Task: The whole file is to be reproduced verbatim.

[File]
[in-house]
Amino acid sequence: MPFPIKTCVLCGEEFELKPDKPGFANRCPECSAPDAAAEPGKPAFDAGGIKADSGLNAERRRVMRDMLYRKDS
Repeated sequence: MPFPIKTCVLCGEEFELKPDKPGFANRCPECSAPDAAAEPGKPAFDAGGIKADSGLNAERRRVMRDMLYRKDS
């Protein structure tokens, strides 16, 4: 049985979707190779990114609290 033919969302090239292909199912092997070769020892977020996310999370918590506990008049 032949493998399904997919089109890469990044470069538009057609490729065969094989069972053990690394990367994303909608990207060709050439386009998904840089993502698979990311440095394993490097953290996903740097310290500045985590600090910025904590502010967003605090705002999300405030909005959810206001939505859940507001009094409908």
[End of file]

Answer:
[in-house]
Amino acid sequence: MPFPIKTCVLCGEEFELKPDKPGFANRCPECSAPDAAAEPGKPAFDAGGIKADSGLNAERRRVMRDMLYRKDS
Repeated sequence: MPFPIKTCVLCGEEFELKPDKPGFANRCPECSAPDAAAEPGKPAFDAGGIKADSGLNAERRRVMRDMLYRKDS
């Protein structure tokens, strides 16, 4: 049985979707190779990114609290 033919969302090239292909199912092997070769020892977020996310999370918590506990008049 032949493998399904997919089109890469990044470069538009057609490729065969094989069972053990690394990367994303909608990207060709050439386009998904840089993502698979990311440095394993490097953290996903740097310290500045985590600090910025904590502010967003605090705002999300405030909005959810206001939505859940507001009094409908």